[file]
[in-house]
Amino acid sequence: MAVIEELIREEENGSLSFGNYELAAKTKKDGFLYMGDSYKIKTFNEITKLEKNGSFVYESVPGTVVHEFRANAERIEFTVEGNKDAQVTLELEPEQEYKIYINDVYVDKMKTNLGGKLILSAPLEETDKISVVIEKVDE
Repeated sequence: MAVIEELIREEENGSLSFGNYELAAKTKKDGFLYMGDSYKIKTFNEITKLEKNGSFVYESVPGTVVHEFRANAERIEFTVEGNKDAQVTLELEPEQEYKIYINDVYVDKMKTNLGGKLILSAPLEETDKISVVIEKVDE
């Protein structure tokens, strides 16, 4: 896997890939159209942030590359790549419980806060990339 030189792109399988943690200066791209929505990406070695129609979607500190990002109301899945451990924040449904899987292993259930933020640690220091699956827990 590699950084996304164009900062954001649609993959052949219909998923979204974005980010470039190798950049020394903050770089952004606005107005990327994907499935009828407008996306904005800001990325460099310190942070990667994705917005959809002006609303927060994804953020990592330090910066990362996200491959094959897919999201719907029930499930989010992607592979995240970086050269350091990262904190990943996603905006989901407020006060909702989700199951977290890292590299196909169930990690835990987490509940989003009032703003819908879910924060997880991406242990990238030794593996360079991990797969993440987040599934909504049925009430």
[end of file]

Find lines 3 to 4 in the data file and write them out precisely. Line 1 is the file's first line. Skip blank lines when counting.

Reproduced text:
Repeated sequence: MAVIEELIREEENGSLSFGNYELAAKTKKDGFLYMGDSYKIKTFNEITKLEKNGSFVYESVPGTVVHEFRANAERIEFTVEGNKDAQVTLELEPEQEYKIYINDVYVDKMKTNLGGKLILSAPLEETDKISVVIEKVDE
């Protein structure tokens, strides 16, 4: 896997890939159209942030590359790549419980806060990339 030189792109399988943690200066791209929505990406070695129609979607500190990002109301899945451990924040449904899987292993259930933020640690220091699956827990 590699950084996304164009900062954001649609993959052949219909998923979204974005980010470039190798950049020394903050770089952004606005107005990327994907499935009828407008996306904005800001990325460099310190942070990667994705917005959809002006609303927060994804953020990592330090910066990362996200491959094959897919999201719907029930499930989010992607592979995240970086050269350091990262904190990943996603905006989901407020006060909702989700199951977290890292590299196909169930990690835990987490509940989003009032703003819908879910924060997880991406242990990238030794593996360079991990797969993440987040599934909504049925009430």